Euro zone: persistent imbalances

Increasing internal imbalances, Italy faces the double trap of debt and weak growth. A few days before the European elections, the economists of the French Observatory of Economic Conditions (OFCE) have alerted about the economic challenges that await the next Parliament for the next five years.

Twenty years after the creation of the euro area, economic imbalances remain firmly anchored. The economic crisis of 2008, the changes of political power with the rise of populism, contributed to increase the divisions within the monetary zone. A few days before the European elections, the president of the observatory, Xavier Ragot, regrets that the debate “focuses in France on events such as Brexit […] Now, it is the long time that is worrying, d ‘here five years,’ he warned. “There are key issues for the coming years that drive economic policy direction and are not discussed” in the campaign, he added.

Faced with divergences, “the important issue is social Europe with the issue of the labor market to converge Europe. We need a deeper reflection on the minimum wage, the portability of labor rights and the reduction of inequalities, a European unemployment insurance “.

Current balances still unbalanced
The differences between the states of the monetary union are particularly striking in terms of current account balances. In a previous policy brief, economists at the research laboratory had shown that “the process of divergence of current account balances has been sharply halted after 2009 and external deficits have disappeared in almost all countries in the euro area” . The crisis of 2008 and the sovereign debt will lead to “convergence or resorption of imbalances within the euro area,” said Bruno Ducoudre at a press conference.

But, “it is a partial resorption. There remain divergences within the euro area and it is an asymmetrical evolution. Only countries with a deficit will reduce their deficit while surplus countries will widen their surpluses like Germany or the Netherlands. This observation raises questions about the sustainability of the euro area “.

For the OFCE, this imbalance “comes clearly from Germany and the Netherlands”. In 2018, prices were 11% too low in Germany compared to the average of the euro zone, which favors its exports, while those of France were 7% too high. Faced with this situation, the research organization underlines “the need for convergence between the countries of the European Union” and recommends “stronger inflation in countries that need to lose relative competitiveness”.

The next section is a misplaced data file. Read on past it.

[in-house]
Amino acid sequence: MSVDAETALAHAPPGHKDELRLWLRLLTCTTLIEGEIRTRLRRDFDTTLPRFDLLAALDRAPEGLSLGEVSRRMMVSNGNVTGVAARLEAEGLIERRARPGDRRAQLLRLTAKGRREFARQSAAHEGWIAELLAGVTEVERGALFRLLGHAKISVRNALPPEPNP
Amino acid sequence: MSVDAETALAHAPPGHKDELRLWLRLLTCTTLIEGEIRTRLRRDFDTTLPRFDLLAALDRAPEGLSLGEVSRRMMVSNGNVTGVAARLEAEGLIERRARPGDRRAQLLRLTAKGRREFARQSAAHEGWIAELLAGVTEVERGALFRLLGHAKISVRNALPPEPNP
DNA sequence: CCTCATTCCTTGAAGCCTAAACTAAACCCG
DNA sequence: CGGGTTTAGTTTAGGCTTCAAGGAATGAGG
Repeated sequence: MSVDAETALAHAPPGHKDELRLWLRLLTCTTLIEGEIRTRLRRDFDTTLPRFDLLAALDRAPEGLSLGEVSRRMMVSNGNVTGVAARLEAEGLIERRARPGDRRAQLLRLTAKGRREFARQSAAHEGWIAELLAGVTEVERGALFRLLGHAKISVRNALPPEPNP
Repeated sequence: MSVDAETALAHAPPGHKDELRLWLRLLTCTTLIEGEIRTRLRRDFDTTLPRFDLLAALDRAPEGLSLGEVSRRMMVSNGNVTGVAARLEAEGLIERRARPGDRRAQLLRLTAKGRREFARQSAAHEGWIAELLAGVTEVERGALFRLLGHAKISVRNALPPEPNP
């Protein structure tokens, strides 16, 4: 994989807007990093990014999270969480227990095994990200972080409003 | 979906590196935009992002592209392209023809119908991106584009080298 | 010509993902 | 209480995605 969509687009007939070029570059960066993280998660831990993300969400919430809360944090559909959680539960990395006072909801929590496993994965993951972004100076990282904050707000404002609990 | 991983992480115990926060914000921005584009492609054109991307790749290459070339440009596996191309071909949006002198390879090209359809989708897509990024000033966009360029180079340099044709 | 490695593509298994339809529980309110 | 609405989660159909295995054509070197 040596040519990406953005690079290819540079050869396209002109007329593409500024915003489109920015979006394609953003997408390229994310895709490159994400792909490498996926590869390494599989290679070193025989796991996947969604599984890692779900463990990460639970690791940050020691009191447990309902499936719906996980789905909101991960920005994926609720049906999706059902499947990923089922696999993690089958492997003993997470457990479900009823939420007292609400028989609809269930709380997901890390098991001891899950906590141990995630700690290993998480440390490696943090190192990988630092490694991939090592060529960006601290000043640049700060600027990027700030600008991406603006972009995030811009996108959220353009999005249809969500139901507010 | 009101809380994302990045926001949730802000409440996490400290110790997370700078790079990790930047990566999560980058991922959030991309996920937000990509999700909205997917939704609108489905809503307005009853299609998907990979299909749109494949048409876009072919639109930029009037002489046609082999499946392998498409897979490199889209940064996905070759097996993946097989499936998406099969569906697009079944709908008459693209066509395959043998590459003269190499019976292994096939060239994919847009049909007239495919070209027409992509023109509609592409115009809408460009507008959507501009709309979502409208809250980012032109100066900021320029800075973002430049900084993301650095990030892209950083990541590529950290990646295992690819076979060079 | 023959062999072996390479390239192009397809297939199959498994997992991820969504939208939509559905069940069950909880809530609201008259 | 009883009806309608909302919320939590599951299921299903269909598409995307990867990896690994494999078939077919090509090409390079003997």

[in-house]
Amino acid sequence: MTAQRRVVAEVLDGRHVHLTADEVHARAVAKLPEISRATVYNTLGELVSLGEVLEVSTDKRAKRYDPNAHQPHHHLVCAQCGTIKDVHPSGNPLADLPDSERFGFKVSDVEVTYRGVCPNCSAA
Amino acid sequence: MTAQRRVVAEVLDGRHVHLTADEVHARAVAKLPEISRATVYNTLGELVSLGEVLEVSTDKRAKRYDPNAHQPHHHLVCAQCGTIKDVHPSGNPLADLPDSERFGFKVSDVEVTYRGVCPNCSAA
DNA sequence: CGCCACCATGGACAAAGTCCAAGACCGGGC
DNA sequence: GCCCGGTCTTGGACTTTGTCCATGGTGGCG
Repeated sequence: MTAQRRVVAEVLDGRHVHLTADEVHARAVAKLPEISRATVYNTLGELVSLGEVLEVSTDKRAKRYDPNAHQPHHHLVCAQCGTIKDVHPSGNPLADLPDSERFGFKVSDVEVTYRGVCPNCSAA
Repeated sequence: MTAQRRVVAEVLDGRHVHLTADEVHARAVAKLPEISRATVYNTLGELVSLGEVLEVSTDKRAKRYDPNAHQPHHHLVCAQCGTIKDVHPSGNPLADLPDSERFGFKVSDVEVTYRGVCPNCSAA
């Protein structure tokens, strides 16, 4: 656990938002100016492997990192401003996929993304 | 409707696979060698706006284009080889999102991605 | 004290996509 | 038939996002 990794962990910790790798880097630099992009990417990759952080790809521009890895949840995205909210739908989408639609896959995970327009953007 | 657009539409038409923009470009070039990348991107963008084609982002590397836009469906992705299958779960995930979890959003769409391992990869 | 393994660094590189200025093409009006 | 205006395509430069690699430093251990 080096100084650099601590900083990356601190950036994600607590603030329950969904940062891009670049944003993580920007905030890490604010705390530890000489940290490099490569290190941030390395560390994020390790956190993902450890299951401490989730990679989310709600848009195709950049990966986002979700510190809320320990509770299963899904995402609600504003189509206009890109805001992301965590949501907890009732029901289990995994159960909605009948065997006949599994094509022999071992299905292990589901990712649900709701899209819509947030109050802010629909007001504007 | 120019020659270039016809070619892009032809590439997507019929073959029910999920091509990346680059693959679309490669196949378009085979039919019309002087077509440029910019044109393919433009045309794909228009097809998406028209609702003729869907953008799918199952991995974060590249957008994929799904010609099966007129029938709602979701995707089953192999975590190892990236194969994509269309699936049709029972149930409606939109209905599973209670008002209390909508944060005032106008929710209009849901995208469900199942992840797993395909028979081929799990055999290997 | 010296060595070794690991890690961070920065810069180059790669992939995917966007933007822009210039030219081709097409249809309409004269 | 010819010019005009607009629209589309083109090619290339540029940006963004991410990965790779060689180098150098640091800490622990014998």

Germany in difficulty
For Xavier Ragot, “the German debate is complex. There is a desire for reconvergence, even if there is a radicalization of the German right. In 2015, it was never thought that the Germans would introduce a Smic at a high level. The prospects of increasing the SMIC are quite important.

Faced with the difficulties of the industry, Germany could change its commercial strategy.

“Two-thirds of Germany’s exports came from within the eurozone when the zone was created, now it’s two-thirds outside the zone. With Trump’s trade policy, Germany will have to reposition its industrial machine within the euro zone, “he said.

In 2018, the industrial engine of the first European economy stalled. The adoption of new anti-pollution standards and the slowdown in world trade have led to a slowdown in the German automotive industry. As a result, German growth slowed sharply last year to 1.5%, compared with 2.1% on average over the period 2014-2017, and the European Commission lowered its activity forecasts for this year and 2020 to 1%. , 3% and 1.2%, against 1.5% and 1.4% previously.

Italian risk
Among the countries in the euro area, the situation in Italy is of particular concern. The peninsula’s economy faces the double trap of high debt and low growth. At the level of public finances, the period from the early 1980s to 1992 saw “the explosion of the public debt, from 54% of GDP in 1980 to about 117% in 1994”. Economist Céline Antonin says that the recession has resulted in “a decline in growth and a burden of interest that has weighed.”

For the researcher, several factors can explain these difficulties. The first reason is that “the industry is specialized in sectors with low technological content and since 2000, in increased competition with low-cost countries”. Second factor, “Italian companies are suffering from ‘dwarfism’. There are more microenterprises in Italy and are half as productive. These companies are specialized in small crafts.

In addition to business demography, the economist highlights the North-South divide, which is still marked.

“There is a decline in value added per worker that has been stronger in the South than in the North, knowing that the level of productivity was already three times higher in the North.”

The gaps widened and since 2008, “the unemployment gap between North and South has increased by 25%”. Faced with this impasse, the OFCE recommends “to associate public investment with industrial policy and to exclude public investment from the calculation of the primary structural balance which serves as a reference in the opening of an excessive deficit procedure”.

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